ST. GEORGE – A former youth worker was sentenced in court Thursday for a sex abuse case involving minors.
Diarra Niccole Fields, 29, of St. George, appeared before Judge John Walton in 5th District Court Thursday for sentencing in a 2012 case involving three counts of second-degree felony forcible sexual abuse. Fields, who worked at the the Red Rock Canyon School youth treatment center at the time, was accused of sexually abusing and having inappropriate relationships with three male students.
Fields initially denied the accusations, though he later pleaded guilty as a part of a plea deal on March 6, 2014.
The recommended sentence for a second-degree felony is one to 15 years in prison and a $10,000 fine. However, due to “unusual” circumstances surrounding the case, those penalties were waived. Instead, both the prosecution and defense agreed on 36 months supervised probation along with other penalties and restrictions.
“Any normal case would get a prison sentence,” Washington County Deputy Attorney Ryan Shaum said, “but not all cases are alike.”
According to court documents, a 16-year-old boy at the school told his mother of an inappropriate relationship between himself and Fields. Police interviewed the boy soon after and were told he had seen and touched Fields’ genitals. Two other boys, ages 16 and 13, were revealed to have had similar experiences involving Fields.
The interviews and investigation ultimately led to Fields’ arrest in August 2012. At that time, Fields was also listed as the quarterback for the Dixie Rebels semi-pro football team.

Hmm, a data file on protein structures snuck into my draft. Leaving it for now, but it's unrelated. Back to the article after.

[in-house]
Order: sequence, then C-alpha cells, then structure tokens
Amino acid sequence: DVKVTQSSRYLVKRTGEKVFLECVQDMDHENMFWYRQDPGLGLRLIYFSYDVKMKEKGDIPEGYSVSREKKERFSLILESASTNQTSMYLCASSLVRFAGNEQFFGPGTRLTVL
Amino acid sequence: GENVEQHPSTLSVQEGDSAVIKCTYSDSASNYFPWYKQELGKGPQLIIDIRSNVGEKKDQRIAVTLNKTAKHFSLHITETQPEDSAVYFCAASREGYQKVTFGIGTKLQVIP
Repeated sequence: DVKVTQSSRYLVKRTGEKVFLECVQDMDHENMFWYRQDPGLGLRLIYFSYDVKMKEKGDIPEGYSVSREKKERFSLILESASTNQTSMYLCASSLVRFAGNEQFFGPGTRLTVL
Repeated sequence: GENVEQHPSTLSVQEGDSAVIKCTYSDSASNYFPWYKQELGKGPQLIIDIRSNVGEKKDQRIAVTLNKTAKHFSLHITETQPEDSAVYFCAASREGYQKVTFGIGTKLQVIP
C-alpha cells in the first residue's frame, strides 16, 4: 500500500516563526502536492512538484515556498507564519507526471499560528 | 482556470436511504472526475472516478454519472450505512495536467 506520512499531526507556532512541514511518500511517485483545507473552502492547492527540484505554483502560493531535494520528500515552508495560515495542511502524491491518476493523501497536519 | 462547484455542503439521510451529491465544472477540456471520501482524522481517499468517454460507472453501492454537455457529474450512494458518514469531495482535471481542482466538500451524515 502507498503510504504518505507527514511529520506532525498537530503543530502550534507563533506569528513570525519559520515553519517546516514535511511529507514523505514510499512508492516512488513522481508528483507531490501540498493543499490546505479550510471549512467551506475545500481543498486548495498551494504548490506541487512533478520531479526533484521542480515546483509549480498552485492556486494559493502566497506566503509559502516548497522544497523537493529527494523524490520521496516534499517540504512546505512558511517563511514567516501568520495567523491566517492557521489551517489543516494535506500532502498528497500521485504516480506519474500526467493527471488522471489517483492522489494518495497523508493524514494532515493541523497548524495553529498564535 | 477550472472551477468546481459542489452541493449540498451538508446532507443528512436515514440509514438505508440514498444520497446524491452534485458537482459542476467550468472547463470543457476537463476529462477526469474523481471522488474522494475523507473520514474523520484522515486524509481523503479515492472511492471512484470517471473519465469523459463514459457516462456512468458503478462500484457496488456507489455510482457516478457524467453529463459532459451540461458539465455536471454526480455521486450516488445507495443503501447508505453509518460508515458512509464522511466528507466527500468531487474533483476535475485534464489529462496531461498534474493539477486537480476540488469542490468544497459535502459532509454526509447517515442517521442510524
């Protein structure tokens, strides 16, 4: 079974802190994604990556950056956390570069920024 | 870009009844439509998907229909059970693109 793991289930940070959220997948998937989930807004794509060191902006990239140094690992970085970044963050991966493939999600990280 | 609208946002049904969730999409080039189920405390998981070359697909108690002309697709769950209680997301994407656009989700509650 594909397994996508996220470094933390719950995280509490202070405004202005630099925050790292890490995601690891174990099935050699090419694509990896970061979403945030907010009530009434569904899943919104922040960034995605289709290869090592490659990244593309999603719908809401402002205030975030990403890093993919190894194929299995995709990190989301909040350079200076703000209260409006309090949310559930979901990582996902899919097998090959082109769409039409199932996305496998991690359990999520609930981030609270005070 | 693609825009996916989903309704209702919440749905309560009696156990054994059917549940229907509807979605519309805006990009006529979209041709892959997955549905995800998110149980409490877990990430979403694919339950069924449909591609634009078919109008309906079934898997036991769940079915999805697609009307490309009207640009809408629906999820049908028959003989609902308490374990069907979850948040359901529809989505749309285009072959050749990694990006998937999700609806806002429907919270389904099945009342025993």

As Shaum addressed the court, he said at least two of the three boys and their families were reluctant to see Fields go to prison. For their part, they acknowledged they entered into the situation consensually, he said. However, due to Fields having been in a position of trust with the boys, Shaum said the man also should have known better.
“There was a clear legal line he should have known not to cross,” Shaum said.
Shaum also said that despite the guilty plea, he felt Fields had not yet fully acknowledged his misconduct involving the boys.
Ron Yengich, Fields’ attorney, said the victims would feel badly if Fields went to prison. They felt their action, in part, led to Fields’ current predicament. The victims involved also have their own issues they are still sorting out, he said, and they simply want to put the case behind them.
Fields understood that the consequences for his own actions are severe because of the position of trust, Yengich added. “He believes what he did was wrong,” he said.
Since getting out of jail following his arrest, Fields has avoided contact with minors and is currently getting help from his religious community, Yengich said. He also said Fields didn’t always express himself well, which is why it may appear he hasn’t fully acknowledged his misconduct in the eyes of others.
“He is a very soft-spoken man and comes off as quiet,” Yengich said.
In addition to the 36 months of supervised probation, Fields will serve 210 days in the Washington County Purgatory Correctional Facility, pay $1,150 in fines and any additional court fees, undergo a psycho-sexual evaluation and have no contact with the victims or their families and no unsupervised contact with anyone under the age of 18. The defense asked that exceptions be made for Fields’ own children and that he also be allowed to continue working at a grocery store where he would likely come into contact with minors on occasion.
The prosecution had no objection to the exceptions, and Walton passed the sentence. Fields will report to the county jail Monday morning.
“It’s an unusual case, Mr. Fields,” Walton said. “The outcome could have been very different.”
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